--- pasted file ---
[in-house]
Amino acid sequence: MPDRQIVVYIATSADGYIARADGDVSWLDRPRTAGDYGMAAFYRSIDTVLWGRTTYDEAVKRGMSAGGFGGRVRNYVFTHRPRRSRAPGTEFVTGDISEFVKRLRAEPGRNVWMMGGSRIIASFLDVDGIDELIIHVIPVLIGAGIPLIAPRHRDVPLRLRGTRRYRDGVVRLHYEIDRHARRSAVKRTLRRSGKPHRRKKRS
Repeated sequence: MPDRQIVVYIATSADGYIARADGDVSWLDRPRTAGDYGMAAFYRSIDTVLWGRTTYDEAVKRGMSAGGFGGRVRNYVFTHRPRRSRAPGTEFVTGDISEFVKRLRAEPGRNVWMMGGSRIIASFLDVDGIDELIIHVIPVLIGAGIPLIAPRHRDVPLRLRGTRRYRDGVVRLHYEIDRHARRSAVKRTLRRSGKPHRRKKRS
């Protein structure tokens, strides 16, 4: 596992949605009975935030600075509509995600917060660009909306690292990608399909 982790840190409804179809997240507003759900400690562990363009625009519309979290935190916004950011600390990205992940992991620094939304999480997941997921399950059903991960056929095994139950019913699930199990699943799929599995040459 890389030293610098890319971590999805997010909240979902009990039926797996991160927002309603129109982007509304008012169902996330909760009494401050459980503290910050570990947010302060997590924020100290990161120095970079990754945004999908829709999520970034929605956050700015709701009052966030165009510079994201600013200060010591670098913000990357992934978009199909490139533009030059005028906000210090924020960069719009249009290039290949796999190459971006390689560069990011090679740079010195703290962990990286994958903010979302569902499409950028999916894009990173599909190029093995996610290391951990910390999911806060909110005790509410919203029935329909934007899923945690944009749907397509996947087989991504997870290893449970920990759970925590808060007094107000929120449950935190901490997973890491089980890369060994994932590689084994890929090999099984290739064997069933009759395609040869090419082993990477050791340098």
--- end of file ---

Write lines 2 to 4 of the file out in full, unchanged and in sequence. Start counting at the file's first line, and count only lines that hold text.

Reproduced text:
Amino acid sequence: MPDRQIVVYIATSADGYIARADGDVSWLDRPRTAGDYGMAAFYRSIDTVLWGRTTYDEAVKRGMSAGGFGGRVRNYVFTHRPRRSRAPGTEFVTGDISEFVKRLRAEPGRNVWMMGGSRIIASFLDVDGIDELIIHVIPVLIGAGIPLIAPRHRDVPLRLRGTRRYRDGVVRLHYEIDRHARRSAVKRTLRRSGKPHRRKKRS
Repeated sequence: MPDRQIVVYIATSADGYIARADGDVSWLDRPRTAGDYGMAAFYRSIDTVLWGRTTYDEAVKRGMSAGGFGGRVRNYVFTHRPRRSRAPGTEFVTGDISEFVKRLRAEPGRNVWMMGGSRIIASFLDVDGIDELIIHVIPVLIGAGIPLIAPRHRDVPLRLRGTRRYRDGVVRLHYEIDRHARRSAVKRTLRRSGKPHRRKKRS
């Protein structure tokens, strides 16, 4: 596992949605009975935030600075509509995600917060660009909306690292990608399909 982790840190409804179809997240507003759900400690562990363009625009519309979290935190916004950011600390990205992940992991620094939304999480997941997921399950059903991960056929095994139950019913699930199990699943799929599995040459 890389030293610098890319971590999805997010909240979902009990039926797996991160927002309603129109982007509304008012169902996330909760009494401050459980503290910050570990947010302060997590924020100290990161120095970079990754945004999908829709999520970034929605956050700015709701009052966030165009510079994201600013200060010591670098913000990357992934978009199909490139533009030059005028906000210090924020960069719009249009290039290949796999190459971006390689560069990011090679740079010195703290962990990286994958903010979302569902499409950028999916894009990173599909190029093995996610290391951990910390999911806060909110005790509410919203029935329909934007899923945690944009749907397509996947087989991504997870290893449970920990759970925590808060007094107000929120449950935190901490997973890491089980890369060994994932590689084994890929090999099984290739064997069933009759395609040869090419082993990477050791340098």